September 19, 2020

Lord Huron – Vide Noir – Republic

By Kristi Kates | May 19, 2018

Taking its usual indie-folk sound and chucking in two healthy doses of grungy garage rock and ’70s cosmic-rock, Lord Huron’s latest is quite a departure for the group, although it’s tough to best the reputation for audio experimentation that it already has. The isolated feel of “Emerald Star” with its throwback sound and bleak choruses nicely contrasts the many-faceted “Moonbeam” and the more Vegas, showboat sounds of “The Balancer’s Eye.” All together, it’s quite an appealing potpourri. ***

Arctic MonkeysTranquility Base Hotel and Casino – Domino
Heavy on metaphorical allusions and Ziggy Stardust-esque imagery, the latest from AM is also more downtempo overall than previous efforts, the effect lending itself perfectly to the band’s oh-so-cosmic album theme. “Four Out of Five,” with its skulking bassline, is the most immediately impactful track; other standouts include the melodramatic “The World’s First Every Monster Truck Front Flip” and the faintly Far-Eastern inspired “Batphone.” *** ½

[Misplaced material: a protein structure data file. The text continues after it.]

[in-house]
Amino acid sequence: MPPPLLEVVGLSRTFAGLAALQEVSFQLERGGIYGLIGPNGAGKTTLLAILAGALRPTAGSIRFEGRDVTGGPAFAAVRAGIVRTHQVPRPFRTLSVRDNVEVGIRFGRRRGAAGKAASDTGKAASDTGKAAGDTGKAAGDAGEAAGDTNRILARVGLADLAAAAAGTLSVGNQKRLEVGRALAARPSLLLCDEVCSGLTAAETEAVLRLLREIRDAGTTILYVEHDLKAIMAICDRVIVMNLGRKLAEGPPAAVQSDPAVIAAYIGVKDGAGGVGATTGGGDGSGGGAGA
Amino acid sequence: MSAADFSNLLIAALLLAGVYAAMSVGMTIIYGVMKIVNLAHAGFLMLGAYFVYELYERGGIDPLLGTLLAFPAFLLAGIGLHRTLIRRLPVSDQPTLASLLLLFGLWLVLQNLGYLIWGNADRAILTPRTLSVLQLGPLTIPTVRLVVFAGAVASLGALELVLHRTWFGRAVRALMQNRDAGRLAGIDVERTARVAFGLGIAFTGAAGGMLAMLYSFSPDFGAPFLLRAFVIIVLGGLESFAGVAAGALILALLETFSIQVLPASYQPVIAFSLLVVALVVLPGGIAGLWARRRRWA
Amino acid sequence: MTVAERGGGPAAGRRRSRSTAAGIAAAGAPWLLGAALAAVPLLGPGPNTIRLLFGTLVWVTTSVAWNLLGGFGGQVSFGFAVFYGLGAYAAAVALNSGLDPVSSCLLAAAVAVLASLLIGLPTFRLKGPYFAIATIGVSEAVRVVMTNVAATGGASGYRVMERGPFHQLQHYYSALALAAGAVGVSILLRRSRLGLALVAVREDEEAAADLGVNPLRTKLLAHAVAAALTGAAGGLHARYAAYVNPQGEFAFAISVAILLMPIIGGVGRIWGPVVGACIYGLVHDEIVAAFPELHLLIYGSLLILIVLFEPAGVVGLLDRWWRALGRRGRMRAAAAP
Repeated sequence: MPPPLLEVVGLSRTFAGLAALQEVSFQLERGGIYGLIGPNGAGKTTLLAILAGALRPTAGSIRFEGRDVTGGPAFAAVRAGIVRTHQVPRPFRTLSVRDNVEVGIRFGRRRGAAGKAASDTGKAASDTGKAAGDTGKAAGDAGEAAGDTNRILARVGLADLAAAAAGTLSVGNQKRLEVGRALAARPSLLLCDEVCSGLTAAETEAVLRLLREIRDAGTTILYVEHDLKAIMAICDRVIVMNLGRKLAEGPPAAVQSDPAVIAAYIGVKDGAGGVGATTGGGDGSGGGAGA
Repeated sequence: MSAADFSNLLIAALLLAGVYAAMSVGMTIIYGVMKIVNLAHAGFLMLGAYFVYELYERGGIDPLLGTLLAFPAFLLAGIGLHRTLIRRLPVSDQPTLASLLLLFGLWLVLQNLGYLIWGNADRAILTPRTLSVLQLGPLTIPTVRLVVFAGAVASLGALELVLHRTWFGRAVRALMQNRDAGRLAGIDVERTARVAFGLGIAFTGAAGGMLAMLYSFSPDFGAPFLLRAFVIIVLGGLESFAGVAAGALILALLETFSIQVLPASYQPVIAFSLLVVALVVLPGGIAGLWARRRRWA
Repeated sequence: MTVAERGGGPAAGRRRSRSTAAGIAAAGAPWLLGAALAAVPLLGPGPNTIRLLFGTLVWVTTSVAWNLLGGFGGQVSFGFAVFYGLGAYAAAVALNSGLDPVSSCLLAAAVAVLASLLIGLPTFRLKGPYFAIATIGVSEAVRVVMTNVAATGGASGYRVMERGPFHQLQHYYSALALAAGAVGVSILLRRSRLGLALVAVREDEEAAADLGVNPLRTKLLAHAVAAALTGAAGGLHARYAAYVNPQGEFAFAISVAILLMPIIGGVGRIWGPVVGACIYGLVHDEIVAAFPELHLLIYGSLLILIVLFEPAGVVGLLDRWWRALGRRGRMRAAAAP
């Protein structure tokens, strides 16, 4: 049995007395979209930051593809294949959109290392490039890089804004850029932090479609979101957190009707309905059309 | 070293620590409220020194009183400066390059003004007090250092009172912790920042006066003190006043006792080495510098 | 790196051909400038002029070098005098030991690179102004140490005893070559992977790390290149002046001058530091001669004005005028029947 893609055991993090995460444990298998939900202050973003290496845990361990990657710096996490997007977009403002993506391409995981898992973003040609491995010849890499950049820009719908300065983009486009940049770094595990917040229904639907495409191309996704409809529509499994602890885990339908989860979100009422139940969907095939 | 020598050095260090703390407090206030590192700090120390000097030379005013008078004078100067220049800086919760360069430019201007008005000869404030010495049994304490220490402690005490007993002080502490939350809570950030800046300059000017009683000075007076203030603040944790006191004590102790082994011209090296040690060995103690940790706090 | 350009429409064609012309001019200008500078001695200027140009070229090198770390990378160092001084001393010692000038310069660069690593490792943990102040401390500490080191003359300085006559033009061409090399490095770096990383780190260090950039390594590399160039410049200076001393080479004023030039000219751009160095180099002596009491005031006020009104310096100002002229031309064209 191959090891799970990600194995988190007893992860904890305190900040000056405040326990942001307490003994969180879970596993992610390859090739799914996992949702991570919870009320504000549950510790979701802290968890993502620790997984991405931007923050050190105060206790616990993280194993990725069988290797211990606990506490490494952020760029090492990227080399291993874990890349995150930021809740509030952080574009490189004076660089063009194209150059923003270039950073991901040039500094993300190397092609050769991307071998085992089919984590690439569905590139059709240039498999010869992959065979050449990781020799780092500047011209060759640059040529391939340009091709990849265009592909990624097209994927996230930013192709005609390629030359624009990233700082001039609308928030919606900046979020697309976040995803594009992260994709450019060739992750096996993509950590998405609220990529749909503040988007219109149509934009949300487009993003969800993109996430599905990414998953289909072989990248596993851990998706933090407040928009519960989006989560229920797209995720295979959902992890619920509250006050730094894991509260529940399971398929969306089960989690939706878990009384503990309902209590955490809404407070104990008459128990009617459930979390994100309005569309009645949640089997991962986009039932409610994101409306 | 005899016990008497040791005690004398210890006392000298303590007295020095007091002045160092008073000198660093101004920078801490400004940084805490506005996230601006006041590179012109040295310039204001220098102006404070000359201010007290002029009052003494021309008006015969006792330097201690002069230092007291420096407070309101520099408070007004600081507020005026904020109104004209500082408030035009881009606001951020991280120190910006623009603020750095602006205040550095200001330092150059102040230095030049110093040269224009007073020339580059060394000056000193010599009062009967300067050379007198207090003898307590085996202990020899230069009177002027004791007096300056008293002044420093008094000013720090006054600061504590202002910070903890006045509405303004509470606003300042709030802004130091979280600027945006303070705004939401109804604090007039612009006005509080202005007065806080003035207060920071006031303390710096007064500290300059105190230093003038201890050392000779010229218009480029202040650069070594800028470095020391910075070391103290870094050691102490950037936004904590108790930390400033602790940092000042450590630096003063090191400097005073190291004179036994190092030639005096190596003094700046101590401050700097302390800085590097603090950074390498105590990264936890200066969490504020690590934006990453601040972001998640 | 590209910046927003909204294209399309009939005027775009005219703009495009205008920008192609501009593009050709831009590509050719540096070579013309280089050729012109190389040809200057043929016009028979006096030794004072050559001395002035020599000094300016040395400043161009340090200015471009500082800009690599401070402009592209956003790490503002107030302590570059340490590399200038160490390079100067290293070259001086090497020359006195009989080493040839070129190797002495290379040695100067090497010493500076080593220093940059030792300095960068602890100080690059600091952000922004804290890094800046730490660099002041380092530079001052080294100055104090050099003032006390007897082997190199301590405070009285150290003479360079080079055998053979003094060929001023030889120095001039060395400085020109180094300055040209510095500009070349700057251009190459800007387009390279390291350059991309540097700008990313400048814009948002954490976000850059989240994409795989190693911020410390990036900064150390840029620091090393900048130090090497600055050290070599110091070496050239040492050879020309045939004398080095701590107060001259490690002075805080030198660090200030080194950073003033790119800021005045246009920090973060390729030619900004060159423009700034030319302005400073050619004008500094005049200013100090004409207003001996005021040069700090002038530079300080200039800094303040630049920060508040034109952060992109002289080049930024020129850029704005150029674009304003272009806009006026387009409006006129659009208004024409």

Frank TurnerBe More Kind – Xtra Mile/Polydor
Be More Kind is an apt title for this collection from former punker Turner, who became known for his sharp guitar work and energetic vocals. It’s not that his energy has waned, but he’s definitely funneled it into a different place on this set that’s less Sex Pistols and more Billy Bragg. The other change is that he pulls politics back into his musical fray after years of avoidance; but the topic suits him pretty well, especially with this calmer approach, on tracks like “Don’t Worry,” “There She Is,” and “Blackout.” ** ½

AlvvaysAntisocialites – Polyvinyl
Like some not-so-distant Canadian cousin of Belle and Sebastian, Alvvays is now on its second album of indie-pop — heavy on the guitars and festooned with frontwoman Molly Rankin’s slightly-this-side-of-wrong pitch and wistful phrasings. There’s not really a hit like “Marry Me Archie” here (the band’s first real breakthrough), but there are several interestingly direct slow burners that might appeal, among them “Not My Baby,” “Forget About Life,” and “Your Type.” ** ½







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